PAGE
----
To celebrate this, here are 10 potential bargain pics for the 2017 Auction:

#7: Martin Guptil (NZ)

Base Price: Rs. 50 Lakh

Once again Martin Guptill enters the auction with a base price that – compared to many other of his calibre – is laughably low. After going unsold last year (to the shock of the cricketing community), he had a short stint with the Mumbai Indians as a replacement for Lendil Simmons. Despite the relative stability of most teams’ overseas combinations, Guptill could be an invaluable investment to the bench strength – at the very least – of any franchise, for a very low cost.

#6: David Wiese (RSA)

Base Price: Rs. 30 Lakh

A mainstay of South Africa’s T20I side for some time now – until his signing of the Kolpak deal which effectively ended his international career – David Wiese is loaded with T20 potential. He has represented numerous T20 sides across the globe, and had a great stint with RCB in 2015, grabbing 16 wickets in 14 games. Although form – and age – haven’t been on his side, Wiese’s T20 repertoire at that price would be an excellent deal at that price.

#5: RP Singh (IND)

Base Price: Rs. 30 Lakh

RP Singh has not been in India’s international setup for nearly 6 years now, and has even had a lean run in the IPL, with only two IPL stints in the last 4 years. Regardless, RP Singh possesses a strong reputation in IPL cricket, and for 30 lakh he serves as a useful backup seamer, particularly for teams with few Indian seamers.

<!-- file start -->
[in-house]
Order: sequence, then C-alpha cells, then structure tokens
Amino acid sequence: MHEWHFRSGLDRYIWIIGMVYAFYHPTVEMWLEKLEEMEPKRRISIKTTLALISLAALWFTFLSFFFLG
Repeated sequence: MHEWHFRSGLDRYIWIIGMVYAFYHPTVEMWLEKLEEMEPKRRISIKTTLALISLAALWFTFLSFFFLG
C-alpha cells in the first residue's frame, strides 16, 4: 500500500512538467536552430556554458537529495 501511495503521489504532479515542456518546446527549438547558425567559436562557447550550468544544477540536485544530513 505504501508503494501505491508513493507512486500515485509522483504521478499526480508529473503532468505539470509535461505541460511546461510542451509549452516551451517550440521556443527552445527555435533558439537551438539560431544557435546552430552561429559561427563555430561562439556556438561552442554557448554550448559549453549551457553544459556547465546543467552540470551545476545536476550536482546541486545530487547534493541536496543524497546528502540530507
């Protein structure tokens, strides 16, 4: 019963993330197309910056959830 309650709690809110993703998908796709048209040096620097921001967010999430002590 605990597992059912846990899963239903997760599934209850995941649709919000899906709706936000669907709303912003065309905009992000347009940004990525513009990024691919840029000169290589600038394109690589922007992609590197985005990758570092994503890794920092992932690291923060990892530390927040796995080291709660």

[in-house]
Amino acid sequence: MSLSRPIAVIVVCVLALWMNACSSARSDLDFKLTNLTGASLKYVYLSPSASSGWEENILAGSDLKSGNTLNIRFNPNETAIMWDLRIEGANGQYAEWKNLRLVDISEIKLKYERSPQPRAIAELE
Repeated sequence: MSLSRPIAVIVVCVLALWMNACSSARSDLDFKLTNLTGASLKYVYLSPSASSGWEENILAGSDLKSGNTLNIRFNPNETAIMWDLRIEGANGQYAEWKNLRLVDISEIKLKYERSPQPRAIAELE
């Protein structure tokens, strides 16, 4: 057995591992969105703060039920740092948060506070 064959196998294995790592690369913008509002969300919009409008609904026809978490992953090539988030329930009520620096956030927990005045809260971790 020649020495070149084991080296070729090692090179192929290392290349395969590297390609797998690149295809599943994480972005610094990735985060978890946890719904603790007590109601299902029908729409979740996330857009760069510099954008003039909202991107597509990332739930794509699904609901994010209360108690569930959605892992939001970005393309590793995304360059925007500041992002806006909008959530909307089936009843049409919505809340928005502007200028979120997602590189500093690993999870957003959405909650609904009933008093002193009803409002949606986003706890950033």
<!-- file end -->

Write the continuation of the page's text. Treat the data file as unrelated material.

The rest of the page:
#4: Mitchell Santner (NZ)

Base Price: Rs. 50 Lakh

Arguably one of the best spinners out there on the international front, Mitchell Santner will have fond memories of bowling in India — his 4/11 which helped New Zealand engineer a 47-run victory against their hosts in the 2016 T20 World Cup still lives in the memories of the cricketing community. While it is difficult for overseas specialist bowlers (or batsman) to get buyers at a stage where sides are already relatively settled Santner’s excellence – at a relatively low price – is something franchises to keep their eyes open for.

#3: Tom Cooper (Netherlands/AUS)

Base Price: Rs. 30 Lakh

Tom Cooper is essentially a T20 specialist, with a great deal of experience under his belt. He has made some memorable knocks – including a whirlwind 15-ball 45 in the Netherlands’ memorable chase against Ireland in the 2014 T20 World Cup Qualifier. He is a very experienced campaigner in the Big Bash League, serving as a powerful hitter for the Melbourne Renegades. His part-time off-spin is more than tidy, and can keep runs down when needed. At 30 lakh, he could bring some extra bench strength (if nothing else) to any team.